From Germany with Love: Konversation on Cultural Competency with Teresa Hacket

From Germany with Love: Konversation on Cultural Competency with Teresa Hacket

From Germany with Love: Konversation on Cultural Competency with Teresa Hacket

f5421766-3e3e-474f-be63-54f0fd59ce54-169x300 From Germany with Love: Konversation on Cultural Competency with Teresa HacketThis week, we have a Konversation with Teresa Hacket from Frankfurt, Germany. Having traveled all over the world and worked and lived in many countries, Teresa is an expert on cultural competency. One of her passions is teaching others about cultural competency, which she does on Konversai. In particular, Teresa is very knowledgable about Chinese and Japanese cultures. A sneak preview of what Teresa offers on Konversai can be found in the Konversation below. If you’d like to learn more about cultural competency and why it is so important, keep reading.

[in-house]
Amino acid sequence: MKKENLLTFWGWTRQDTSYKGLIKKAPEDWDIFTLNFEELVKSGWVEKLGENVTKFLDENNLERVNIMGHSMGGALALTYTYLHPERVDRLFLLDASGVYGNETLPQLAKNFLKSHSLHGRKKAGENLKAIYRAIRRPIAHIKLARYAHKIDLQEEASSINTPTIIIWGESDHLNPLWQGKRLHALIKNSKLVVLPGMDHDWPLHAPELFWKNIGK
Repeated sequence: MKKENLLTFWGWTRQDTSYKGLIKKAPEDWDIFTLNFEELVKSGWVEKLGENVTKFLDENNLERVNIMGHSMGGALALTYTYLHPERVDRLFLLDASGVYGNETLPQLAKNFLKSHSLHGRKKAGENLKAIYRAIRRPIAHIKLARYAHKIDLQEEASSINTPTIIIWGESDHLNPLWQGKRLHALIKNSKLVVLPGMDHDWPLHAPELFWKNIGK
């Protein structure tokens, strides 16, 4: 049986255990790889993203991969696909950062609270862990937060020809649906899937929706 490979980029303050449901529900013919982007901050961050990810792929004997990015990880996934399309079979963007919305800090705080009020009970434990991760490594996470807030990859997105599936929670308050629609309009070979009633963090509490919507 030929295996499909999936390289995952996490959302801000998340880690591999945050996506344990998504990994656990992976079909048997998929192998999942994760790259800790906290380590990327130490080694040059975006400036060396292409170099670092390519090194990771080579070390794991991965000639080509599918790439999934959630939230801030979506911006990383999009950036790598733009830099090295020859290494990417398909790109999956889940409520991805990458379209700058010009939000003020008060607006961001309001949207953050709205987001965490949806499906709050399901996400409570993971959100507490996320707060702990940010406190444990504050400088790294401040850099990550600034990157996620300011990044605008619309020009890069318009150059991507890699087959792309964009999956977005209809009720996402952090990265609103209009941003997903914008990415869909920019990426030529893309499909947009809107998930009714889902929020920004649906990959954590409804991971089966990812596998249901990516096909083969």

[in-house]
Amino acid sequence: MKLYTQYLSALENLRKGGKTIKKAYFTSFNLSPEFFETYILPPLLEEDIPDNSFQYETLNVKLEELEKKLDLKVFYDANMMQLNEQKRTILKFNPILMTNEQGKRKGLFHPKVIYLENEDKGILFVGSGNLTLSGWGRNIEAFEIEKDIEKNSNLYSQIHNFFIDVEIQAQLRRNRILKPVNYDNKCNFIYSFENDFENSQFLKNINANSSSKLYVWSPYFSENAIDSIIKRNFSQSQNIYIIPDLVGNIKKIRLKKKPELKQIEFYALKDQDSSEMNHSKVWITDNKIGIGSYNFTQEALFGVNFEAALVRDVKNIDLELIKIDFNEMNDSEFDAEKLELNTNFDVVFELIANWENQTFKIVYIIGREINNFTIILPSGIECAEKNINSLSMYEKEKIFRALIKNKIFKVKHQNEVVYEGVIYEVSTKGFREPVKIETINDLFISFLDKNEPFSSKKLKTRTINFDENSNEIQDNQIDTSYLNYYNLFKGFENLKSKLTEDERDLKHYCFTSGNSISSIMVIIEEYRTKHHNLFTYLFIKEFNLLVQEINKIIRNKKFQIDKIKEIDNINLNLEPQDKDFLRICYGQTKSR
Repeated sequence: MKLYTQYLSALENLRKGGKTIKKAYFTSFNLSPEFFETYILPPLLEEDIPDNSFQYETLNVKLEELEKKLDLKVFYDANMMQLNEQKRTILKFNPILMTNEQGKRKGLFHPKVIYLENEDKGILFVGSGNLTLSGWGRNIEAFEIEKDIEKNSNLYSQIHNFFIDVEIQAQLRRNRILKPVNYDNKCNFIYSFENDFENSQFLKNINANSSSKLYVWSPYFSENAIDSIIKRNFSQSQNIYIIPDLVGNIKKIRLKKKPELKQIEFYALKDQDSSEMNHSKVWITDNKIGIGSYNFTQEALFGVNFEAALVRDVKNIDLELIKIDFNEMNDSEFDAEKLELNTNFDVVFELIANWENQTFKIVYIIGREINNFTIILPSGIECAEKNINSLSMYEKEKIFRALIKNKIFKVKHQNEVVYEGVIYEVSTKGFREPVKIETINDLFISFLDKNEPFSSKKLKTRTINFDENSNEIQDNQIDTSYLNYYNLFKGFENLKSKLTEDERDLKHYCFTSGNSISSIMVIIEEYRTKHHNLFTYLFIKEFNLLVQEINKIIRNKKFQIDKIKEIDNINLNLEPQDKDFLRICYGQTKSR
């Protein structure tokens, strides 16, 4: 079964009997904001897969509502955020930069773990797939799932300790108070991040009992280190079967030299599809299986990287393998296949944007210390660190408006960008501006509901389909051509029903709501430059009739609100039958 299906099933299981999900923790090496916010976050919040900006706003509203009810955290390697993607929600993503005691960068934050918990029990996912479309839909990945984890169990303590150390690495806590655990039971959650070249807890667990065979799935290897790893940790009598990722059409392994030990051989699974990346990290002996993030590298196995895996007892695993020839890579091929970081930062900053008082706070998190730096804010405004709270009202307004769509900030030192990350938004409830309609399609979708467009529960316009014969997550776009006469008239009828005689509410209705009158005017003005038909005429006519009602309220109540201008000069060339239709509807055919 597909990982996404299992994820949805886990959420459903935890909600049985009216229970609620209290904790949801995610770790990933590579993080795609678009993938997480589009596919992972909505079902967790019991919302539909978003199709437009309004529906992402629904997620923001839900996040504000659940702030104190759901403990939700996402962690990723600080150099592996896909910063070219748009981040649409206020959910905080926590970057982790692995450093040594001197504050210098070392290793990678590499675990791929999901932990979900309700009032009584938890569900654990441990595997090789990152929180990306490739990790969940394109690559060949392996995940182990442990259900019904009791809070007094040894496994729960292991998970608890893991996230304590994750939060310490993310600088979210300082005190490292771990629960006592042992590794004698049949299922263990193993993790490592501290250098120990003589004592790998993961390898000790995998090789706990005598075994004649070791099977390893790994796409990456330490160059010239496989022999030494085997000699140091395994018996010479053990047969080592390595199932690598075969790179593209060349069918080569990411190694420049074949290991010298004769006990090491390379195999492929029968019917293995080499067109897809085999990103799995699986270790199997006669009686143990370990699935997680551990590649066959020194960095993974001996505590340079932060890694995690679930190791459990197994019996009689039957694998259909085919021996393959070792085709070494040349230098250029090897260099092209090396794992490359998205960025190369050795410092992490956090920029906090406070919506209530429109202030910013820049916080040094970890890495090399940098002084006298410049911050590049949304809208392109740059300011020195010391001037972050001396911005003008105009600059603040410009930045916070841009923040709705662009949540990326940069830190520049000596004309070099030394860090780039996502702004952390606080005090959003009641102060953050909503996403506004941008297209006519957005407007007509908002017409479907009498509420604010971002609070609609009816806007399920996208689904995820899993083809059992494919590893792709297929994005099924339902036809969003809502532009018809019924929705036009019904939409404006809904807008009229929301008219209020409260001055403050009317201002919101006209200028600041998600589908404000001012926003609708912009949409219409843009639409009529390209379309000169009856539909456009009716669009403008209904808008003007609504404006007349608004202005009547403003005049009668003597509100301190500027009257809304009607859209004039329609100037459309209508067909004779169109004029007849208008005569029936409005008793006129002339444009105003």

Konversai: What is cultural competency?

Teresa: Cultural competency is knowledge about values, common standards, and contextually involved cultural dimensions that influence our approaches to handling challenging situations and finding suitable, satisfying solutions for individuals.

Konversai: Why is cultural competency important?

Teresa: Cultural awareness is an inevitable topic for all members of society if they want to feel comfortable intercultural wise, interacting with one another.

Blog98_Cutlural-Competency_Jammu-300x200 From Germany with Love: Konversation on Cultural Competency with Teresa HacketKonversai: How are cultural standards defined?